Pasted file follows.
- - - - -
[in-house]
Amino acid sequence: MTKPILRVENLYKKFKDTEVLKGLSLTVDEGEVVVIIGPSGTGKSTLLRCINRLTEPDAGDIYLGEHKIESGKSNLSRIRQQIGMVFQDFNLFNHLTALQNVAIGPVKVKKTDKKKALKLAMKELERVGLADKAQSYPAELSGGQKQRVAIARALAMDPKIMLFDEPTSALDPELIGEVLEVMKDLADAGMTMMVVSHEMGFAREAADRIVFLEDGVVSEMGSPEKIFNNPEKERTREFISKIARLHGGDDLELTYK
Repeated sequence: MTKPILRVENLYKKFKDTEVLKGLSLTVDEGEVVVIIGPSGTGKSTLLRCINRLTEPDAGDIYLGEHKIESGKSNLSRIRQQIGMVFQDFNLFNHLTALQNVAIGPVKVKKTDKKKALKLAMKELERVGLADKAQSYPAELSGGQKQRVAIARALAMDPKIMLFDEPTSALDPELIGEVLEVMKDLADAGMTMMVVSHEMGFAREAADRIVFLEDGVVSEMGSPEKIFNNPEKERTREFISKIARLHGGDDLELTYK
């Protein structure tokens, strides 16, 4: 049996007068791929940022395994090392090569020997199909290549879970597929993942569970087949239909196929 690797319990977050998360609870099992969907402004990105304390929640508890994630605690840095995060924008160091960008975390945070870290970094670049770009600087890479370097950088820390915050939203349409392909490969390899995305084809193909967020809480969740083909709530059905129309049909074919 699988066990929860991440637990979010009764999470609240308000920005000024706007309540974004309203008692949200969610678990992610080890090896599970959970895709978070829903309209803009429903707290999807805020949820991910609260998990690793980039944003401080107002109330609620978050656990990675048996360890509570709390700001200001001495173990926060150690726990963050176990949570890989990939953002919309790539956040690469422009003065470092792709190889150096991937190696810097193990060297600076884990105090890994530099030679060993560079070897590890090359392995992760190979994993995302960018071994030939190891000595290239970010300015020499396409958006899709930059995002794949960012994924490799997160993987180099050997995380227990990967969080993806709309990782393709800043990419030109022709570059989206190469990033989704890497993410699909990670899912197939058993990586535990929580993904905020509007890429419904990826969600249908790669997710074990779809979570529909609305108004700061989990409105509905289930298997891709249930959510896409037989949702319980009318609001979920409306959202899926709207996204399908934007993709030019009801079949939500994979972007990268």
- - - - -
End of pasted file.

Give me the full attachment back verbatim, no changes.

[in-house]
Amino acid sequence: MTKPILRVENLYKKFKDTEVLKGLSLTVDEGEVVVIIGPSGTGKSTLLRCINRLTEPDAGDIYLGEHKIESGKSNLSRIRQQIGMVFQDFNLFNHLTALQNVAIGPVKVKKTDKKKALKLAMKELERVGLADKAQSYPAELSGGQKQRVAIARALAMDPKIMLFDEPTSALDPELIGEVLEVMKDLADAGMTMMVVSHEMGFAREAADRIVFLEDGVVSEMGSPEKIFNNPEKERTREFISKIARLHGGDDLELTYK
Repeated sequence: MTKPILRVENLYKKFKDTEVLKGLSLTVDEGEVVVIIGPSGTGKSTLLRCINRLTEPDAGDIYLGEHKIESGKSNLSRIRQQIGMVFQDFNLFNHLTALQNVAIGPVKVKKTDKKKALKLAMKELERVGLADKAQSYPAELSGGQKQRVAIARALAMDPKIMLFDEPTSALDPELIGEVLEVMKDLADAGMTMMVVSHEMGFAREAADRIVFLEDGVVSEMGSPEKIFNNPEKERTREFISKIARLHGGDDLELTYK
């Protein structure tokens, strides 16, 4: 049996007068791929940022395994090392090569020997199909290549879970597929993942569970087949239909196929 690797319990977050998360609870099992969907402004990105304390929640508890994630605690840095995060924008160091960008975390945070870290970094670049770009600087890479370097950088820390915050939203349409392909490969390899995305084809193909967020809480969740083909709530059905129309049909074919 699988066990929860991440637990979010009764999470609240308000920005000024706007309540974004309203008692949200969610678990992610080890090896599970959970895709978070829903309209803009429903707290999807805020949820991910609260998990690793980039944003401080107002109330609620978050656990990675048996360890509570709390700001200001001495173990926060150690726990963050176990949570890989990939953002919309790539956040690469422009003065470092792709190889150096991937190696810097193990060297600076884990105090890994530099030679060993560079070897590890090359392995992760190979994993995302960018071994030939190891000595290239970010300015020499396409958006899709930059995002794949960012994924490799997160993987180099050997995380227990990967969080993806709309990782393709800043990419030109022709570059989206190469990033989704890497993410699909990670899912197939058993990586535990929580993904905020509007890429419904990826969600249908790669997710074990779809979570529909609305108004700061989990409105509905289930298997891709249930959510896409037989949702319980009318609001979920409306959202899926709207996204399908934007993709030019009801079949939500994979972007990268």